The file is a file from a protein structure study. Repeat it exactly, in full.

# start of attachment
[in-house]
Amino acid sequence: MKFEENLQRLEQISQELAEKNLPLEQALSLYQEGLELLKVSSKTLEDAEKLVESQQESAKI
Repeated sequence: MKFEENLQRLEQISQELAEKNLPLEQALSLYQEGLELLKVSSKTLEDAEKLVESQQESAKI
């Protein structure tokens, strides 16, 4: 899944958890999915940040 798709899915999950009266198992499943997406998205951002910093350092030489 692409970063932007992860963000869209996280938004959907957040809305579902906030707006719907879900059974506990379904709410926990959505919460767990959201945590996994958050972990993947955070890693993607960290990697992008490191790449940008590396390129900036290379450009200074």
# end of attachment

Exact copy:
[in-house]
Amino acid sequence: MKFEENLQRLEQISQELAEKNLPLEQALSLYQEGLELLKVSSKTLEDAEKLVESQQESAKI
Repeated sequence: MKFEENLQRLEQISQELAEKNLPLEQALSLYQEGLELLKVSSKTLEDAEKLVESQQESAKI
């Protein structure tokens, strides 16, 4: 899944958890999915940040 798709899915999950009266198992499943997406998205951002910093350092030489 692409970063932007992860963000869209996280938004959907957040809305579902906030707006719907879900059974506990379904709410926990959505919460767990959201945590996994958050972990993947955070890693993607960290990697992008490191790449940008590396390129900036290379450009200074």